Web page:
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I’m kind of loving the fact that Nepal will ban you from climbing mountains in their country for ten years if you falsely claim to have reached the summit of Mt. Everest. That’s what just happened to Dinesh and Tarakeshwari Rathod, two police officers from Maharashtra, India.

I think I’d like to see the American justice system adopt some similar penalties for dishonesty. Of course, that can get tricky since the First Amendment gives you the right to lie your head off, in print or anywhere else. You can lie about your degree from the Wharton School of Business, or about your net worth, or about the poverty level in the Hispanic community. Most of the time, there are no legal implications for being a huge liar, and that’s the way it should be.

Still, if I was magically put in charge of such things, I’d be totally in favor of a ten-year ban for appearing on television and telling bald-faced whoppers. If I hosted or produced a cable news program, I would certainly tell each guest that they will never be invited back if they use the courtesy of our airtime to spew transparently and egregiously false information.

There’s always a place for lawyerly spin, but knowingly lying should be punished in a society, at least informally. And news organizations should be especially concerned about the potential for inadvertently misleading the public. It seems odd that they consider it essential to issue corrections when they make mistakes but they take so little care to make sure that their guests don’t just make up facts and statistics and historical events. Have you ever seen a correction on the Rachel Maddow Show where she explains that her research team has confirmed that the last guest just totally misrepresented certain facts and figures and then provides the correct information?

That never seems to happen, even though she’s conscientious about telling viewers when she has made mistakes of her own.

To be truthful, one reason that it’s impractical for news organizations to correct the record is that they allow so much lying in the first place. You don’t want to devote the resources you’d need to clean up after every new segment of lies, and the public would find the whole spectacle tedious.

But, if guests knew before appearing that they are expected to be truthful and that they will be put on probation and possibly never invited back if their comments necessitate a correction, a lot of the problem would get solved up front.

Of course, this would never fly at Fox News for a variety of reasons, including that their audience wants to be deluded and that giving them fully vetted information would drive them to Breitbart and Newsmax. There’s also the problem that this is a group of people still struggling with plate tectonics and the meaning of the Australopithecus afarensis. Asking them to vet a comment on climate change is like asking a Red Sox fan to root for Derek Jeter because it’s the All-Star Game.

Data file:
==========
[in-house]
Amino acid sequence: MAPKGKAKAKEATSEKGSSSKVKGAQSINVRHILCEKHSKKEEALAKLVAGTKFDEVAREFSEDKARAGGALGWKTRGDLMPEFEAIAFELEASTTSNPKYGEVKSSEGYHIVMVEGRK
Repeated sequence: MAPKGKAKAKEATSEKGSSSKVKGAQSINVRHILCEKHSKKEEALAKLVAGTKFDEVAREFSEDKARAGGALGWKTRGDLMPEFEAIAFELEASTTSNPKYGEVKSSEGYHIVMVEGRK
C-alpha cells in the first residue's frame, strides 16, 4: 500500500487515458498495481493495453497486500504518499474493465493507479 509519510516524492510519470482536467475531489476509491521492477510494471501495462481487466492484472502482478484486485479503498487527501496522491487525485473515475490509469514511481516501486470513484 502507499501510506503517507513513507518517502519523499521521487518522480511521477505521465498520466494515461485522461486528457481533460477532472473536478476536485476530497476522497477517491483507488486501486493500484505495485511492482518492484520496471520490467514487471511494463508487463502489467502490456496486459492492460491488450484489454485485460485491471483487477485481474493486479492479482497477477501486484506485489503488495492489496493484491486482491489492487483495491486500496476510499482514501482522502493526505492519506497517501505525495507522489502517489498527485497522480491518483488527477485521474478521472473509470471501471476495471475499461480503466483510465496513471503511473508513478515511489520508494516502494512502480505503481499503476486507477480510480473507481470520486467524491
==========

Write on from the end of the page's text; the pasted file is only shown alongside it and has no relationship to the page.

Yet, the National Review‘s David French seems to know how important it is to folks to be on Fox News.

I’ll never forget the first time I was on Fox News. Bill O’Reilly had taken an interest in one of my cases and brought me and my client on to his show. Truly, he was interested only in her perspective, but since litigation was looming, we were a package deal.

So I drove to a studio in Nashville, sat in front of the fake city-skyline background, took a deep breath, and dove in. I bombed miserably. O’Reilly didn’t like my answers, and I struggled to explain myself when he pressed me for more details. I didn’t look good and I didn’t sound good. I had all the charisma of a wet dishrag. The first phone call after the show was from my best friend from college. He was laughing at me. “Dude, you were terrible.”

And yet, in the long run, that first appearance may well have been the best career move I’d made since getting a law degree. From that moment forward, I could claim the most important résumé bullet point in the conservative movement: “David French has appeared on Fox News.”

And, yeah, I know that that résumé bullet point is impressive and everything, but it’s probably not quite as valuable when the next sentence is “David French has been banned by Fox News.”

Contrary to some popular opinion, the First Amendment doesn’t give you the right to appear on television or to have your comments repeated in print. A little cultural shift and we’d see a country where adults are held to the same standards of truthfulness as our kids in elementary school. No, it is not okay to repeat Johnny’s lie just because you’re not the one who came up with it in the first place.

Truly, I understand the ratings game and the business end of news, but there should be more shame in this industry. It should do some self-policing. Nepal seems to understand the value to their tourist and climbing industry in not allowing people to just go around taking credit for things they didn’t actually accomplish. But our news industry doesn’t take similar care to protect their reputation for integrity.

We’re all the worse for it.

Martin Longman

Martin Longman is the web editor for the Washington Monthly. See all his writing at